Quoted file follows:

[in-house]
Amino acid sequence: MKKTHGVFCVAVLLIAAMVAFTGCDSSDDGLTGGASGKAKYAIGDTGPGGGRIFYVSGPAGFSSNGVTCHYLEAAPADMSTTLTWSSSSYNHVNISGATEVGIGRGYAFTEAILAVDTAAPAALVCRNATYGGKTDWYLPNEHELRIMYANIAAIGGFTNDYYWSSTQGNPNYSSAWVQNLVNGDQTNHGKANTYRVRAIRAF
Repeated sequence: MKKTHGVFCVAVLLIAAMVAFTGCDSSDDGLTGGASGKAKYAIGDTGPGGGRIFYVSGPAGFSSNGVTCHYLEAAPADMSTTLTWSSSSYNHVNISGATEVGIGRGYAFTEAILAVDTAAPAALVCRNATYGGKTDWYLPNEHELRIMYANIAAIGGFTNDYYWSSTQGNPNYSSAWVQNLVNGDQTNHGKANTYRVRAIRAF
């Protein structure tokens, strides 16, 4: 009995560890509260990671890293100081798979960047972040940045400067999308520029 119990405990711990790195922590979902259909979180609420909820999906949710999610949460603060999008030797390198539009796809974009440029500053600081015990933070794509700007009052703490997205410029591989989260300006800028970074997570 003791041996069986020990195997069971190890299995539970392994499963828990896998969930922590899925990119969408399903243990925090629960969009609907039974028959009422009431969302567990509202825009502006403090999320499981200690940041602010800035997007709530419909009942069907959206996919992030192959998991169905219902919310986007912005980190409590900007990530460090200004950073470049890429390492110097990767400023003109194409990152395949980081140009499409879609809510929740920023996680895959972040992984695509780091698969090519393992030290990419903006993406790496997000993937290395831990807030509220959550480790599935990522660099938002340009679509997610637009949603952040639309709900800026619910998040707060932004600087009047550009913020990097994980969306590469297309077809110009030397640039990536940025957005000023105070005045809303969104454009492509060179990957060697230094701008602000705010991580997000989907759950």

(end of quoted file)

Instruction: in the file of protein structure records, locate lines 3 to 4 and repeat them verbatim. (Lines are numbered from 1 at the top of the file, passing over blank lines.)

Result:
Repeated sequence: MKKTHGVFCVAVLLIAAMVAFTGCDSSDDGLTGGASGKAKYAIGDTGPGGGRIFYVSGPAGFSSNGVTCHYLEAAPADMSTTLTWSSSSYNHVNISGATEVGIGRGYAFTEAILAVDTAAPAALVCRNATYGGKTDWYLPNEHELRIMYANIAAIGGFTNDYYWSSTQGNPNYSSAWVQNLVNGDQTNHGKANTYRVRAIRAF
């Protein structure tokens, strides 16, 4: 009995560890509260990671890293100081798979960047972040940045400067999308520029 119990405990711990790195922590979902259909979180609420909820999906949710999610949460603060999008030797390198539009796809974009440029500053600081015990933070794509700007009052703490997205410029591989989260300006800028970074997570 003791041996069986020990195997069971190890299995539970392994499963828990896998969930922590899925990119969408399903243990925090629960969009609907039974028959009422009431969302567990509202825009502006403090999320499981200690940041602010800035997007709530419909009942069907959206996919992030192959998991169905219902919310986007912005980190409590900007990530460090200004950073470049890429390492110097990767400023003109194409990152395949980081140009499409879609809510929740920023996680895959972040992984695509780091698969090519393992030290990419903006993406790496997000993937290395831990807030509220959550480790599935990522660099938002340009679509997610637009949603952040639309709900800026619910998040707060932004600087009047550009913020990097994980969306590469297309077809110009030397640039990536940025957005000023105070005045809303969104454009492509060179990957060697230094701008602000705010991580997000989907759950």